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Answer

 The nucleus

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Question

Does the nucleus contain the bulk of the atomic mass?


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Answer

Yes, it does.

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Question

Who did the oil drop experiment?


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Answer

Robert Millikan.

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Question

Were electrons the first subatomic particles that were discovered?


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Answer

Yes, they were.

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Question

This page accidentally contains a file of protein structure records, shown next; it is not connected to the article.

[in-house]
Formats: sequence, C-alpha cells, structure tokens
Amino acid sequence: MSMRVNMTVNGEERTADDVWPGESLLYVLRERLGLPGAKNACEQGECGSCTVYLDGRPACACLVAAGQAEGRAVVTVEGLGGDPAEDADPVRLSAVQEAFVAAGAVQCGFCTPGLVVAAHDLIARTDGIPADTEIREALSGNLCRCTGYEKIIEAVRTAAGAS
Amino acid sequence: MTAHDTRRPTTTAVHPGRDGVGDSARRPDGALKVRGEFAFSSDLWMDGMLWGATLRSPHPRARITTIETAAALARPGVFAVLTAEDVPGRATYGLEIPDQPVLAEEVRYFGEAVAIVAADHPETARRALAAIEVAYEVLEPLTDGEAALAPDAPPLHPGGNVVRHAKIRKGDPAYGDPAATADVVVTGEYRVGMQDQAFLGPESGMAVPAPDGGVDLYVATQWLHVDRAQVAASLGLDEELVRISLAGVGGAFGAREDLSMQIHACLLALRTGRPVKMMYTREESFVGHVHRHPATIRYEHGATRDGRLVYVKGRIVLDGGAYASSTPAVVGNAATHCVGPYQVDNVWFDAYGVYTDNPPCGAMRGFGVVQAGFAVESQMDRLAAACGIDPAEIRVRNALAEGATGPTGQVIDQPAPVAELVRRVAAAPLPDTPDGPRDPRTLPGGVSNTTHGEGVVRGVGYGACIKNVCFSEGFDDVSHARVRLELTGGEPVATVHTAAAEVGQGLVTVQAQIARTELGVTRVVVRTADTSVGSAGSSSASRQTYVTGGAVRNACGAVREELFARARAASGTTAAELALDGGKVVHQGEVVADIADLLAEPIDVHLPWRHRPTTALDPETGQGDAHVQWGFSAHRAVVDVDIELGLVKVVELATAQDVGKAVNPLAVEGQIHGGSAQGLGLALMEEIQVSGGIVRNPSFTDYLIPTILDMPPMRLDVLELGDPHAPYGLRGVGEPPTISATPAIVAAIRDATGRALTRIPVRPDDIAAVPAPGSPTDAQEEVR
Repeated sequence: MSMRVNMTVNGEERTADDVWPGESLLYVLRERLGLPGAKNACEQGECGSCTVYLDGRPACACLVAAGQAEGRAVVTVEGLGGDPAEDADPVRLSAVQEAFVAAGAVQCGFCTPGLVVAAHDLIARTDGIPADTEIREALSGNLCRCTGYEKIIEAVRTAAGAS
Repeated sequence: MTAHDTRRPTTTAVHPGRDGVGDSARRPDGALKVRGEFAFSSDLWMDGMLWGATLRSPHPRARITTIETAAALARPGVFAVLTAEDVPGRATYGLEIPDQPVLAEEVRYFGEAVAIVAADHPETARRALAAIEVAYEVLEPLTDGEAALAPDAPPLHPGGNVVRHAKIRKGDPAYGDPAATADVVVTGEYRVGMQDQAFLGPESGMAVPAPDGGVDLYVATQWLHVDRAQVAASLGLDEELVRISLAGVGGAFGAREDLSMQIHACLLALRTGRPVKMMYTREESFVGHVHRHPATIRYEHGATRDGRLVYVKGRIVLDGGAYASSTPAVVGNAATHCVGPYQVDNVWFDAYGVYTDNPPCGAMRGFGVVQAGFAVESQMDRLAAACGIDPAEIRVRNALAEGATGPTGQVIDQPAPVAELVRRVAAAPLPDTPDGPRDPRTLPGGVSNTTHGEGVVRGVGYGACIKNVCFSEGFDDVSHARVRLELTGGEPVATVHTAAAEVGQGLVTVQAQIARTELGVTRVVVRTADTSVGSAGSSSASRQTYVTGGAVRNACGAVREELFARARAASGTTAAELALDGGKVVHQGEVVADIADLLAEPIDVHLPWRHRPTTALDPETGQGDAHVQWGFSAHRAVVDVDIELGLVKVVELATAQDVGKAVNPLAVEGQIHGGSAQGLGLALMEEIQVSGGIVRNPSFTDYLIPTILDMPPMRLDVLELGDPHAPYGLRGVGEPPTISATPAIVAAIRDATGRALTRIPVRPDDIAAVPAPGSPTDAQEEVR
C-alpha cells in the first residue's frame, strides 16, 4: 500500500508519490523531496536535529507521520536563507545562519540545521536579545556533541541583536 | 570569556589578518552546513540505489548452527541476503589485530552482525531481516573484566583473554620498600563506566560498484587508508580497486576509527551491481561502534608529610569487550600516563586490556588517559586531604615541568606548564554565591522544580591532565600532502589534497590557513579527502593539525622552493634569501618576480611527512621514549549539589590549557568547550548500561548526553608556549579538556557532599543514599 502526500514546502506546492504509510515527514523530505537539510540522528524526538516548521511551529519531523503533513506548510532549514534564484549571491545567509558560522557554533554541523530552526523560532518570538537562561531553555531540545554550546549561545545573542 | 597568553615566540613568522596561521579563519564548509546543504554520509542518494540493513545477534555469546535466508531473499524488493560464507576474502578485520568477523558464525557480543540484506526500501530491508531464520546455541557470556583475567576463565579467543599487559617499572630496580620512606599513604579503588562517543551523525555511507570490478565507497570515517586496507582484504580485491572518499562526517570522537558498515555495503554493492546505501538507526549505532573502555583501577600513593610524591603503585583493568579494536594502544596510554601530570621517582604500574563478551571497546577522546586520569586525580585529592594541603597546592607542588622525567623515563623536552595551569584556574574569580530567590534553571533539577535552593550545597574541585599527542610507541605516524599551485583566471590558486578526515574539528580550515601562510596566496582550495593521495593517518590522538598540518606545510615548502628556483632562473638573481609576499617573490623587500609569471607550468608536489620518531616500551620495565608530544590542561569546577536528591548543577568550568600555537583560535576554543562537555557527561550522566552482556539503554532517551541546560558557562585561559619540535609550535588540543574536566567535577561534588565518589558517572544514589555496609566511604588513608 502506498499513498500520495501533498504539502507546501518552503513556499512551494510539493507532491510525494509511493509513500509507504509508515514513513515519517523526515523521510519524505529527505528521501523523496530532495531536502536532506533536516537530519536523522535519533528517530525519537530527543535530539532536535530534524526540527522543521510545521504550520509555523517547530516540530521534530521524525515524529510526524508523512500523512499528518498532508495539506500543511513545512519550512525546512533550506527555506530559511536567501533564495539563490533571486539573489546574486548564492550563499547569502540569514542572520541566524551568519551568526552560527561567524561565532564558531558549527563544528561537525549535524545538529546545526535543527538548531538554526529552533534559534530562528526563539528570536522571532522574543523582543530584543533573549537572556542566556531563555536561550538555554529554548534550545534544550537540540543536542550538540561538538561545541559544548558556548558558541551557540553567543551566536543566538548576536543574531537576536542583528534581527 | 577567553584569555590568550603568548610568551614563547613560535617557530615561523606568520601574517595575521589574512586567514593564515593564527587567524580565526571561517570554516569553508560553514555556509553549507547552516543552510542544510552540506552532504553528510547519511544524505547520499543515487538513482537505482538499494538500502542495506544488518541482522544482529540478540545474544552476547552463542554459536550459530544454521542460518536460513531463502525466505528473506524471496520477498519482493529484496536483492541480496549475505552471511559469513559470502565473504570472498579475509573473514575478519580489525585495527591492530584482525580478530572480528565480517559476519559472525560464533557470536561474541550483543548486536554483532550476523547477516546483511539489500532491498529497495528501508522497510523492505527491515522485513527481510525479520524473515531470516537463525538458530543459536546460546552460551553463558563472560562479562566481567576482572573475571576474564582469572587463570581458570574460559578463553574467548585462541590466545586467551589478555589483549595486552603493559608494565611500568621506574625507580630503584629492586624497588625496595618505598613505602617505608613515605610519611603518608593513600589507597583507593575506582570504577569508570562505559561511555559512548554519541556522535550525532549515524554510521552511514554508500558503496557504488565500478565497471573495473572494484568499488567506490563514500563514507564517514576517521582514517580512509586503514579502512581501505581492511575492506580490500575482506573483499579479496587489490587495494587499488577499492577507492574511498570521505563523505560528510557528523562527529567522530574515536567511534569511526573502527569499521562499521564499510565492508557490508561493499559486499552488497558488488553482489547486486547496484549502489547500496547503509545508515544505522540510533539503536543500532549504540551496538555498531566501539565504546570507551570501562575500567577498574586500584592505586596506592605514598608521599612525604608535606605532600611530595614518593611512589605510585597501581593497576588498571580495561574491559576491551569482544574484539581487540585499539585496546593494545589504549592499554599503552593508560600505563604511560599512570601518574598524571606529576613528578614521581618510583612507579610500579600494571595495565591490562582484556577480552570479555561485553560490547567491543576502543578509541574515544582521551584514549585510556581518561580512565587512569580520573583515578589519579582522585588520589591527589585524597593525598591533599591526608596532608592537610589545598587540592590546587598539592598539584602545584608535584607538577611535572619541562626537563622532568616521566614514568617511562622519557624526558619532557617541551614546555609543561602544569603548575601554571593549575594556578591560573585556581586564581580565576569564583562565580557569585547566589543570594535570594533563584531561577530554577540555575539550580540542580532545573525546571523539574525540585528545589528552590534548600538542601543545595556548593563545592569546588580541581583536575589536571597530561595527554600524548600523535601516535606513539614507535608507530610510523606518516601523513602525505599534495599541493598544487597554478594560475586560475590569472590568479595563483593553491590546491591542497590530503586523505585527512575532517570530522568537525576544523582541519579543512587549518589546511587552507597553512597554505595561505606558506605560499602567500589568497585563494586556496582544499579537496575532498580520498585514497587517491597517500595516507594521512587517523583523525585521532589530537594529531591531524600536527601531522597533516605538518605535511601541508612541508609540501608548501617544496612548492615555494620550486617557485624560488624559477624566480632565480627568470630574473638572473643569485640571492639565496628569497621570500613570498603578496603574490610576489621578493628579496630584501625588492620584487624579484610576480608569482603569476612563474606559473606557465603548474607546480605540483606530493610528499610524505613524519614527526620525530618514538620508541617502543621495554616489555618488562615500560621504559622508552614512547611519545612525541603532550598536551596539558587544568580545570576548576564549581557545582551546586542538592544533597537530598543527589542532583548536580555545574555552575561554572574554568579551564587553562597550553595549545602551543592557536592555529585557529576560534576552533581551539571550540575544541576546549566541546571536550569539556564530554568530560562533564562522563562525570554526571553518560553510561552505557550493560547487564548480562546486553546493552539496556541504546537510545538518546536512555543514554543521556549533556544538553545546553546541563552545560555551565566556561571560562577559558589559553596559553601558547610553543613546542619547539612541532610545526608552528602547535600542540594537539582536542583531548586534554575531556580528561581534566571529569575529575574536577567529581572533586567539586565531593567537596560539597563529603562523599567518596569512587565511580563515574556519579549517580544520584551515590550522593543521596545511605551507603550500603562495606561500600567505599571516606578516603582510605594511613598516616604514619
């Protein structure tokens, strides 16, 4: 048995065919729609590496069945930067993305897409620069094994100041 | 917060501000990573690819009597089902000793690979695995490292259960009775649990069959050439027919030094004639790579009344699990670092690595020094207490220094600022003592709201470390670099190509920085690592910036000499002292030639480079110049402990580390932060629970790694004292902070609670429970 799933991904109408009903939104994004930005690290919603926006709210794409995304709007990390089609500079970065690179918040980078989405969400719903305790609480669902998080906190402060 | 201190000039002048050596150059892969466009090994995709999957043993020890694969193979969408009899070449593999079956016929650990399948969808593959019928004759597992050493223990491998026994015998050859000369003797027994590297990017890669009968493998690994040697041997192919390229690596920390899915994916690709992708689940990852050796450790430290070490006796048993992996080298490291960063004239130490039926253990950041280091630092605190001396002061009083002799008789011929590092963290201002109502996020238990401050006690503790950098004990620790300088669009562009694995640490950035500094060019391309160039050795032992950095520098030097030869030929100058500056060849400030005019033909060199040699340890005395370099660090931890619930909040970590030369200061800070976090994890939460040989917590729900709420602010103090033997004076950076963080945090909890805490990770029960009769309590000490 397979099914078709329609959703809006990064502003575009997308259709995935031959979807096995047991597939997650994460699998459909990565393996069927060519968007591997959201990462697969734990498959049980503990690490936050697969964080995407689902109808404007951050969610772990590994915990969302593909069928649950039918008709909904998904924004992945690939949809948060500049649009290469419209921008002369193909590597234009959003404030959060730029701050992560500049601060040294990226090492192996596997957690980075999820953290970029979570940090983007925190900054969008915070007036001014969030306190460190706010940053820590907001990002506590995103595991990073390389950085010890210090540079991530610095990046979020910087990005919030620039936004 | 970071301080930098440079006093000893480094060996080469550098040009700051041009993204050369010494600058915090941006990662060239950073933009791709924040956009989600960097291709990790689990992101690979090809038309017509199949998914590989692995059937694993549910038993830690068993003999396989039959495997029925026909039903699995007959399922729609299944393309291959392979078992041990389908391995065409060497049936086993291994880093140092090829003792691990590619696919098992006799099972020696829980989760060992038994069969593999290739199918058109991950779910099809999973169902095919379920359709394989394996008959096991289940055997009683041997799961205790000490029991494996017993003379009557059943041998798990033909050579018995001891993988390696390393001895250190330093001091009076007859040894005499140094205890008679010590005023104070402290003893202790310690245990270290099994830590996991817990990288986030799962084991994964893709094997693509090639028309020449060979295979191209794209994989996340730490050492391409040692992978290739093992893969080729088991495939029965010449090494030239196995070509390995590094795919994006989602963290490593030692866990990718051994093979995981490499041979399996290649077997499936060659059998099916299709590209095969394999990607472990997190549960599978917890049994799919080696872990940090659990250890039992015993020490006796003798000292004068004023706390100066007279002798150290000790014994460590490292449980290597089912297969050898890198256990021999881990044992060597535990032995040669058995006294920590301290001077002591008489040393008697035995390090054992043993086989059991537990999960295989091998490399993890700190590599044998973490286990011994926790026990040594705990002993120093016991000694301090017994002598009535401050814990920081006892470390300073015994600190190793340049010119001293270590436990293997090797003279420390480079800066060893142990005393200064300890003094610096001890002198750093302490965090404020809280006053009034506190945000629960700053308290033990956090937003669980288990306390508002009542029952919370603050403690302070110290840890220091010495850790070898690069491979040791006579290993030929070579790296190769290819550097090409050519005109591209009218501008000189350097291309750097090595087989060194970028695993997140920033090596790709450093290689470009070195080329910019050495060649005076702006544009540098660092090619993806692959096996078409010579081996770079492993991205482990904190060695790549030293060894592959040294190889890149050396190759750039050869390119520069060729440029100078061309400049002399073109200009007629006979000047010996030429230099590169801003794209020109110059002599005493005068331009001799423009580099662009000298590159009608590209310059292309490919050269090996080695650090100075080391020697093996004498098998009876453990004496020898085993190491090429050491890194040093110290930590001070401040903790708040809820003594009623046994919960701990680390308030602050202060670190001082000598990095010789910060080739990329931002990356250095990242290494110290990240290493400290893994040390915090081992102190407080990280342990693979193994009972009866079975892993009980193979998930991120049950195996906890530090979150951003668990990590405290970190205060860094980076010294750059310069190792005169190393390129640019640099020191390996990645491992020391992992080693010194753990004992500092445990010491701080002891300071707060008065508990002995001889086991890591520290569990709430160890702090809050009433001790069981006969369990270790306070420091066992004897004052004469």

Was Thomson able to determine the charge of the electron in relation to its mass?

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Answer

 Yes.

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Question

What else did Thomson study?

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Answer

Positively charged particles in neon gas.

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Question

 In the plum pudding model, what were the raisins representing?


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Answer

Electrons

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Question

In the plum pudding model, what was the dough representing?

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Answer

Positive charge